What Will Happen To Overseas Property Investing Post-Brexit?

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Since the Brexit referendum happened mid-2016, a lot has happened. Donald Trump became America’s president, politics around the world became farcical, the UK elected Theresa May and then Boris Johnson, a global pandemic raged, and Donald Trump got voted out and caused a failed insurrection. That’s just scratching the surface!

One thing that hasn’t happened – at least not in full – is Brexit itself. Negotiations dragged on, with incompetence reigning supreme. Now, in 2021, the final stages of Brexit are coming together. A trade deal has been reached and British citizens and businesses finally have to contend with the consequences.

That is not to say that everything has been decided. There is still little clarity on whether European countries will block British citizens from visiting without visas. There’s also not that much clarity on how liberal various countries will be in allowing UK citizens to buy property.

However, there is evidence that property investment in EU countries will be more expensive. Stamp duties are likely to be raised by many European governments. But the bigger expense will probably come from changing exchange rates.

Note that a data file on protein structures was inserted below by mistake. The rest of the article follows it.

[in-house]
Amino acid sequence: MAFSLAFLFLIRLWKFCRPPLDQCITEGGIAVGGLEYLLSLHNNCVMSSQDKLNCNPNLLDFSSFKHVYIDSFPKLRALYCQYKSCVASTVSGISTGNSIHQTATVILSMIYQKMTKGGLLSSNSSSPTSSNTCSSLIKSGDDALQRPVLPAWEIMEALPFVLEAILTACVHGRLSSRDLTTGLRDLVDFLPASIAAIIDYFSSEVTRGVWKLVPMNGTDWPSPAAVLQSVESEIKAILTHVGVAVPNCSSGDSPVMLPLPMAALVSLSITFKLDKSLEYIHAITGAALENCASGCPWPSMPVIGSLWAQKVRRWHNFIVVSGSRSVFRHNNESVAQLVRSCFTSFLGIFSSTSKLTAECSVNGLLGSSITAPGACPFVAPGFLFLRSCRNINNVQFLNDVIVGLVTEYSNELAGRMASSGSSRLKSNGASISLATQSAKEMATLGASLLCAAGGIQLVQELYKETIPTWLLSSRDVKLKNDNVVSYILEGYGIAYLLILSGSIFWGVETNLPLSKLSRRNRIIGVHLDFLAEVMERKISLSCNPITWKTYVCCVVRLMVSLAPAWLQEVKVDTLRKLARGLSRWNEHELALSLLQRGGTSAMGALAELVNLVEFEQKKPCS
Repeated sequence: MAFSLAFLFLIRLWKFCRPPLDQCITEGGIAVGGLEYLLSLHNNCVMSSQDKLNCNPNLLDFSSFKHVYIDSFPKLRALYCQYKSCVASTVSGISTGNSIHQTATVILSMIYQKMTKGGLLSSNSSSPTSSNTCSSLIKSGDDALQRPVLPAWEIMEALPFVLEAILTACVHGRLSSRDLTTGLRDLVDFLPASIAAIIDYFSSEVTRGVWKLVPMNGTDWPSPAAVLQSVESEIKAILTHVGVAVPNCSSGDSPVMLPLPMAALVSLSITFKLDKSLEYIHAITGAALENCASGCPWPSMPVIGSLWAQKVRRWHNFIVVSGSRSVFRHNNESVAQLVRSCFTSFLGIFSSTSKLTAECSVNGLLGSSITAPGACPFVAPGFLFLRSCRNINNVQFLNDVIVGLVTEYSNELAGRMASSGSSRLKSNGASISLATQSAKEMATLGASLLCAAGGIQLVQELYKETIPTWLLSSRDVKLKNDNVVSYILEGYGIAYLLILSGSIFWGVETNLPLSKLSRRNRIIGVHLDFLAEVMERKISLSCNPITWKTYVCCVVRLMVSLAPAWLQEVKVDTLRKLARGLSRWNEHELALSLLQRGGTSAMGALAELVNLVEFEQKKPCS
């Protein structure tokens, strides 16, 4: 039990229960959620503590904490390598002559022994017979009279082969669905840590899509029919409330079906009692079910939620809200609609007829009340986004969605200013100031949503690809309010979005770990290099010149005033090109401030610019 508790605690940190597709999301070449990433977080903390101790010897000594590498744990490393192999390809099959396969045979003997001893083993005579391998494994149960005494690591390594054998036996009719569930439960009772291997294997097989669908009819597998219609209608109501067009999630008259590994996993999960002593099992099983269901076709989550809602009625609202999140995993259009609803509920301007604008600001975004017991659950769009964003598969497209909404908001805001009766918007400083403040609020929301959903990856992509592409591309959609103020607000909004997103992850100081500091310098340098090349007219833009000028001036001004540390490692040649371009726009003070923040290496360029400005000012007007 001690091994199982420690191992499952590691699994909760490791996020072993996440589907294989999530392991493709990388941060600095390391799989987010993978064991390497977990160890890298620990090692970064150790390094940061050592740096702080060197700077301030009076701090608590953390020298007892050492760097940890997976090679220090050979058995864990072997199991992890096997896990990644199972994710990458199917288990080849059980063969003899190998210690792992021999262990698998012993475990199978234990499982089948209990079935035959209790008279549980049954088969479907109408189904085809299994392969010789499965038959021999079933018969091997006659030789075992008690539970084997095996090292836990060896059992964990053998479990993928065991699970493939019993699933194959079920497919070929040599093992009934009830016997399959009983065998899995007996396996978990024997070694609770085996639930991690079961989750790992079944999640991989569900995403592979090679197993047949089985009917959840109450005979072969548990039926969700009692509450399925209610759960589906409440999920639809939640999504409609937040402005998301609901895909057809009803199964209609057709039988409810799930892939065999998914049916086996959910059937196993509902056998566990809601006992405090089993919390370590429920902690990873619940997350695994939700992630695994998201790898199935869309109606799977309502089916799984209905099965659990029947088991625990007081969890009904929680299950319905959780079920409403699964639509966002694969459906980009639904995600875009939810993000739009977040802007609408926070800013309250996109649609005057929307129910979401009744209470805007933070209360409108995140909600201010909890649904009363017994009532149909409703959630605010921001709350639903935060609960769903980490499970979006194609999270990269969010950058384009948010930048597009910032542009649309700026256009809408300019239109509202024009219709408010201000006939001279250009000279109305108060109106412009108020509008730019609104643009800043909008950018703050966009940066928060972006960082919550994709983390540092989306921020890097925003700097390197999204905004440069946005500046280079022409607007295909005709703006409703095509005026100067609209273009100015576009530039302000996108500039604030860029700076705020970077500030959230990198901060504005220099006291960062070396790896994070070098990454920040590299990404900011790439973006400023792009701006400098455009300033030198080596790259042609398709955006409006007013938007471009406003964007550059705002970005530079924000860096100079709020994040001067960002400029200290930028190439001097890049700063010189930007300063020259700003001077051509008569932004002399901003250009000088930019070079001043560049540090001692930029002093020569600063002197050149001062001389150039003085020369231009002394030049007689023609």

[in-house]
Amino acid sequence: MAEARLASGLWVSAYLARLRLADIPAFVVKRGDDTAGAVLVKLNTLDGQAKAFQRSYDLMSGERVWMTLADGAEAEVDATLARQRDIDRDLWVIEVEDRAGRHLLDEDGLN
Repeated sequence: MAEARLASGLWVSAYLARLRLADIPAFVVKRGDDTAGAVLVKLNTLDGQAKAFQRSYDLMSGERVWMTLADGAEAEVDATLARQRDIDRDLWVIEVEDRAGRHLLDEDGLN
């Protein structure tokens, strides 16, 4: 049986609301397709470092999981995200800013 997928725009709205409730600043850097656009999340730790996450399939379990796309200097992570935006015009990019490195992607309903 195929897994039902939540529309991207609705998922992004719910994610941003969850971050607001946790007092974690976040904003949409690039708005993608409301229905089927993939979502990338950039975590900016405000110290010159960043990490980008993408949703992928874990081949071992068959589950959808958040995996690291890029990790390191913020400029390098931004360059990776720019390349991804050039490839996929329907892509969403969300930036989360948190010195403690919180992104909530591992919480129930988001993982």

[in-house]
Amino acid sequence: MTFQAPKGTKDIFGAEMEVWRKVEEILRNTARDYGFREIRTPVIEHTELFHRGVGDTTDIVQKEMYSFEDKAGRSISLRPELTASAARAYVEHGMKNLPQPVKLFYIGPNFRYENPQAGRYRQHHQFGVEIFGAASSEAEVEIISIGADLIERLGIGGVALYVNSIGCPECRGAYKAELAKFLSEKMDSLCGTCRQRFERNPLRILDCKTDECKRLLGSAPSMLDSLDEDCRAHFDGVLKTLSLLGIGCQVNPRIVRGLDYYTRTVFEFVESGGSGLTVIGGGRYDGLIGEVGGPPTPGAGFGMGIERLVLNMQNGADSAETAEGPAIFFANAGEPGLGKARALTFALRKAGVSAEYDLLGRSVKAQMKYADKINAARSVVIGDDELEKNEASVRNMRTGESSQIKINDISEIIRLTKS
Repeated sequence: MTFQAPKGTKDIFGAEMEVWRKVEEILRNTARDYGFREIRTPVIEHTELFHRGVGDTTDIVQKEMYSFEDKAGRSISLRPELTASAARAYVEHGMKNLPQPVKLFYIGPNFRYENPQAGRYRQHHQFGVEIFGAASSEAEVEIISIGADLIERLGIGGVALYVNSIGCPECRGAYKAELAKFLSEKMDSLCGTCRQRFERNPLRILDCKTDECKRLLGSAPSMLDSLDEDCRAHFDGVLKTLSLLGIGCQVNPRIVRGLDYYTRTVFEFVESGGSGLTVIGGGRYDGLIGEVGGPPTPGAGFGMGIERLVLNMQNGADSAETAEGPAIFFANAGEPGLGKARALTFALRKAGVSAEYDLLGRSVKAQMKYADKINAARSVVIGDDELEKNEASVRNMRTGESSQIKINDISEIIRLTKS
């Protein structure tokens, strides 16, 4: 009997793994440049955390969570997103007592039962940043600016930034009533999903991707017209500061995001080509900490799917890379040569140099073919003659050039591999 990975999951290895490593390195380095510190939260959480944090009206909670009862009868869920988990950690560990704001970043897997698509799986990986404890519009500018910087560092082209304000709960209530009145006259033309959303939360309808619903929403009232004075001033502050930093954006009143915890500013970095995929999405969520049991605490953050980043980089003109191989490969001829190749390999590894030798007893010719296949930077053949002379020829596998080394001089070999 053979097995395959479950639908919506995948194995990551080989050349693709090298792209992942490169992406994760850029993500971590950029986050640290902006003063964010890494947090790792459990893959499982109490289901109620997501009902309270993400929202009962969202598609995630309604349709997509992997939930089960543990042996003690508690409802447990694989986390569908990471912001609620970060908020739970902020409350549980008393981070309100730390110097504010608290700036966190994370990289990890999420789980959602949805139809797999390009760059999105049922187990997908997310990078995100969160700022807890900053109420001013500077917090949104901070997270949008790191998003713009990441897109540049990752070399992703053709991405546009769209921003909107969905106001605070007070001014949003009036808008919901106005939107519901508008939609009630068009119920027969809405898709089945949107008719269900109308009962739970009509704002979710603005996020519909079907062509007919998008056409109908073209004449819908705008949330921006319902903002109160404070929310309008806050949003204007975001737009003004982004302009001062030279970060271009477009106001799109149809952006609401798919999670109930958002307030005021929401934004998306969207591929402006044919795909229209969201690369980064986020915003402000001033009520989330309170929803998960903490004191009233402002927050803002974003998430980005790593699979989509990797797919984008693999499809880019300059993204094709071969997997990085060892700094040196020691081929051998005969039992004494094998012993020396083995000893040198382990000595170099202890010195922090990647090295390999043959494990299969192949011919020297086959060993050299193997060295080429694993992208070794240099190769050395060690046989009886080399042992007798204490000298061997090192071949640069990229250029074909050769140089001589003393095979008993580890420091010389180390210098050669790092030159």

The state of British property investment abroad

In 2020, British property investment abroad slowed dramatically. This, of course, was mostly due to the pandemic. In an uncertain international landscape, buying property in the EU was risky at best. There was no guarantee that buyers would be able to use it themselves or rent it out, especially while international travel remained out of the question.

The pandemic hasn’t ended, but we are beginning to see a way forward. And this is where Brexit comes in and complicates things.

Even without considering the potential added expenses of property investment for UK citizens, there are reasons to hold off on buying. For one thing, it may become more difficult for British citizens to spend months in their European holiday homes without visa issues. For another, earning income from a European property could become subject to stricter regulations.

Ultimately, money talks, and fluctuating exchange rates will be one of the biggest – if not the biggest – factors.

Brexit’s impact on the GBP/EUR pairing

When the results of the referendum were announced in 2016, the pound plummeted. What had been a consistently powerful currency suddenly lost ground in all pairings. Even though Brexit would have a significant impact on Europe as well, and the euro faced some struggles, it still gained on the pound.

Experts expected 2021 to start in the same way, with the finalised trade deals leading to a wounded pound. As of yet, that has not quite happened, but that doesn’t mean it won’t. Many are still expecting a downward spiral for pound sterling over the next few months and it would be foolish to make any big financial decisions with different assumptions.

How is this likely to impact property investment?

Investment in uncertain times